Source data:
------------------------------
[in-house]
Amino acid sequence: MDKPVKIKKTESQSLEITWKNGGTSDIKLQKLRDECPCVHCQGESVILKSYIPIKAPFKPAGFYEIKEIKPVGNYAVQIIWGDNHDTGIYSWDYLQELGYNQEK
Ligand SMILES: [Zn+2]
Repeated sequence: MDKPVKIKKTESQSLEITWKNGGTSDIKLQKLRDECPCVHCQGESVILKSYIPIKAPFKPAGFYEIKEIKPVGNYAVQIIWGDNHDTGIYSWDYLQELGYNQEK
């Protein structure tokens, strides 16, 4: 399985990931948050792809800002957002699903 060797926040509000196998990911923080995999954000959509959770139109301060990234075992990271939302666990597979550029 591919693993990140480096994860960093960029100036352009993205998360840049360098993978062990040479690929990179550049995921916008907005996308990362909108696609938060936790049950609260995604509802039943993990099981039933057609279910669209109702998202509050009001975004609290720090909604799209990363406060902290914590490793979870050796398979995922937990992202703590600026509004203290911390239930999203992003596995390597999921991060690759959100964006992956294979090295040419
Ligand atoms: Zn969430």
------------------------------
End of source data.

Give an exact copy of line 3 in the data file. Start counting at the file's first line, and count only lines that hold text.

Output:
Ligand SMILES: [Zn+2]